It didn't take long for me to put this new set to use.  I began laying some light gestural washes to get a sketch going.  At first I was not so sure as to what I had done, I thought I had ruined a couple of good pages of my sketchbook.
A day after the paper was completely dry I began doing some pen work on top of the watercolor.  I used some of the color puddle marks to create shapes and connect them.  The mix of the sepia and walnut tones together made sense and I began to envision what the final sketch might look like.
Recently I purchased a set of neutral color pencils that I thought might be a good thing for me to explore.  At first I thought they might be pastel pencils but as began working with them I could tell that they were something else.  There was a silkyness to them, and as I looked closely at the box and dug through all my drawing materials it turned out that they were colored pencils, and I already owned a much larger set which I've had with me since I was in high school.  I have not worked with colored pencils since then, I found them to be unforgiving.  Maybe I was pressing too hard, I may have been using them incorrectly.  This time I'm softly layering the color, letting the pencil barely caress the paper, which is the way I have been drawing in the last ten years.
I loved these pencils so much, especially this warm grey, that I began another drawing.  So far so good...I'm loving this misty effect I'm achieving.  I will be posting soon some of these finished drawings, so please do come back ya hear!

Wednesday, February 13, 2019

Recent(ish) Monotypes

A Stone Wall, 2018, monotype, image 6 x 8 inches, sheet 8 1/2 x 11 inches

I have not done a lot of monotypes in recent months, reason why I consider these prints done in December as recent.  In all transparency, I began this blog post in January and left it as a draft because I was going to go back and edit it…yeah that worked out great.


A Stone Wall, 2018, monotype (ghost print), image 6 x 8 inches, 8 1/2 x 11 inches


I have mentioned in the past that my sketchbook is an important part of my monotype process.  Within the pages of my Moleskine you can see many thumbnail sketches of ideas that I may turn into prints.  Can you recognize the top sketch on the sketchbook page above?  That image is the print(s) at the top of this post…it's interesting to see the original idea next to it's final stage, and to see how different media can effect the feel of the same subject.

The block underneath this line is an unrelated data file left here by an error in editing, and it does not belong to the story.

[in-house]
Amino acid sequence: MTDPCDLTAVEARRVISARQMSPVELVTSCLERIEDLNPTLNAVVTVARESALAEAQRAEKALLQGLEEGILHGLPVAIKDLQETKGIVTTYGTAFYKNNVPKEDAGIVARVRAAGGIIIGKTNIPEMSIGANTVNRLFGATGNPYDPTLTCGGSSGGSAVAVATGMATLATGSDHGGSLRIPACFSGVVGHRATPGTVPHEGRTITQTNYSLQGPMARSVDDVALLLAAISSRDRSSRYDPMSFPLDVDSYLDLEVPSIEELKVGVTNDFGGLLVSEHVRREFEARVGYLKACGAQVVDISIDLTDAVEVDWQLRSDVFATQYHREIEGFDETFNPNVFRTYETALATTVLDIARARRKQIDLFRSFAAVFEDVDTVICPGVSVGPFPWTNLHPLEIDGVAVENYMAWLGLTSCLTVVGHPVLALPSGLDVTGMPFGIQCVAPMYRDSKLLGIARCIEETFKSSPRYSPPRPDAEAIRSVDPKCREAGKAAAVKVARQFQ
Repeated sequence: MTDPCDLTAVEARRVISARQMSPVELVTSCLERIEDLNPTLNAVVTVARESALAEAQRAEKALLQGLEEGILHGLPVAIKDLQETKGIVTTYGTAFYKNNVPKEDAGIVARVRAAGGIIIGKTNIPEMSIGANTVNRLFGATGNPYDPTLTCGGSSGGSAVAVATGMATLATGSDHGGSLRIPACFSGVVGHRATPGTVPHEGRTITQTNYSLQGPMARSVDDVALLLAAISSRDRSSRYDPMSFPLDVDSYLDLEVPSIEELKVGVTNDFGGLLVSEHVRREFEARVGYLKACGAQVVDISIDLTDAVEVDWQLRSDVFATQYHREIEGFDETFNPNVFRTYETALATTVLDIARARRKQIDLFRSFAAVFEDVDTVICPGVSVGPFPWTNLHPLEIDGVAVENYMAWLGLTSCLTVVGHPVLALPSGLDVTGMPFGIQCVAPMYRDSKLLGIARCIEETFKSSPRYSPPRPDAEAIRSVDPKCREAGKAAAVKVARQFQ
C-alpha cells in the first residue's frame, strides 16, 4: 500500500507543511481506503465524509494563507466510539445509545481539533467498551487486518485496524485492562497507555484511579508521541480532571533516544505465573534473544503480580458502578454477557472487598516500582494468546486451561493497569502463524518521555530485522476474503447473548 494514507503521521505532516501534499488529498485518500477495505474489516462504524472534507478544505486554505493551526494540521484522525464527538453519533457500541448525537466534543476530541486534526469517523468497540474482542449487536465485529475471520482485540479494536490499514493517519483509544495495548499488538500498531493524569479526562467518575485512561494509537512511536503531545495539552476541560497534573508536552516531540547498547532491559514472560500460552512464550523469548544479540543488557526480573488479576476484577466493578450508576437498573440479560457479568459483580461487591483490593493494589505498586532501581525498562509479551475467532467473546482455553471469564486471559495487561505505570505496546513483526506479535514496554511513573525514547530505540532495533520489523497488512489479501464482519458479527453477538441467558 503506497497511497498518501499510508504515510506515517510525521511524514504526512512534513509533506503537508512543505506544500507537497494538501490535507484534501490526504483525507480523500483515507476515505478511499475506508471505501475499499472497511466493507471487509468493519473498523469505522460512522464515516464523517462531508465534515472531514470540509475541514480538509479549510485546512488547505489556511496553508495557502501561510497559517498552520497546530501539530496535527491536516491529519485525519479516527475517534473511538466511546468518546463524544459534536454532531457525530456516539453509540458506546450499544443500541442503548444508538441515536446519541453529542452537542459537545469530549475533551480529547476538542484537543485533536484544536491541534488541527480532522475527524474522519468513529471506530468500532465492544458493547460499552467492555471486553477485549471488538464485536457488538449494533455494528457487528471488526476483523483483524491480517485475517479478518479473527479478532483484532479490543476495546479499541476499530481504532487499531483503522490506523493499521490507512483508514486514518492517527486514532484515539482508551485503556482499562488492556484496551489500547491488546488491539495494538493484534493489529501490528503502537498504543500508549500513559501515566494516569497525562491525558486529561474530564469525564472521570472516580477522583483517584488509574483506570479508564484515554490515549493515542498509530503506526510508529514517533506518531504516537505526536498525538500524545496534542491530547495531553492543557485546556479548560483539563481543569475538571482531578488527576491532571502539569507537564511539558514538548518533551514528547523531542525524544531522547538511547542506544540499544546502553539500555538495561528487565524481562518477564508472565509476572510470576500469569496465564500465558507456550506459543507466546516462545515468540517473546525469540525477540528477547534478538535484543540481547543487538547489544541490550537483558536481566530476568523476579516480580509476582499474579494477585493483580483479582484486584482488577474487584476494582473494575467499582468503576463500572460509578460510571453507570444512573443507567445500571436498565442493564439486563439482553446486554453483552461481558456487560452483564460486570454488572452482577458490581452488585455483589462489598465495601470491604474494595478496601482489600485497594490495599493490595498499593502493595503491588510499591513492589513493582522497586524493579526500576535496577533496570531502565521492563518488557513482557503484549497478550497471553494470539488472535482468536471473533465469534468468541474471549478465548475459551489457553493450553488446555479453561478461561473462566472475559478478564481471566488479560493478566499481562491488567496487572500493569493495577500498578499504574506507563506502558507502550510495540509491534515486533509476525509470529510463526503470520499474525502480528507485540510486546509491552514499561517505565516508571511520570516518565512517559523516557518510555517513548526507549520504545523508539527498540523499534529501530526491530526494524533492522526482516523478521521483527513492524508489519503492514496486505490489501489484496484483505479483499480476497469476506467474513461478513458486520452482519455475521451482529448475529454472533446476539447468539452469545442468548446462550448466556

Moonlight Reflection, 2018, monotype, image 6 x 8 inches, sheet 8 1/2 x 11 inches 

Nocturnes have been a big part of my monotypes, perhaps because the color of the ink and the process of making these images lend themselves to the creation of dark and moody landscapes.  One of the things I learned long ago from a colleague is that you should never fight your materials, and that advice is wise and true.  

Moonlight Reflection, 2018, monotype (ghost print), image 6 x 8 inches, sheet 8 1/2 x 11 inches 

This ghost print came out nicely, it's almost like a foggy moon lit version of the first print.  Sometimes the ghost prints can take on their own personalities and make the same landscape feel like a different image all together.  




The sketch for the nocturne above is the one at the bottom of this sketchbook page.  Sometimes I'm able to replicate the sketches faithfully, sometimes the ink on the copper plate can cause things to change a little from the original idea, again it's all part of the process, you can't fight with your work too much.  They are like children, you can try to guide them as much as you can for them to become what you want them to be but in the end they will turn out as they are meant to.  This nocturne  on the other hand did not give me any problems during its upbringing and came out just as I intended.

Arbolado XVII, 2018, monotype, image 8 x 6 inches, sheet 11 x 8 1/2 inches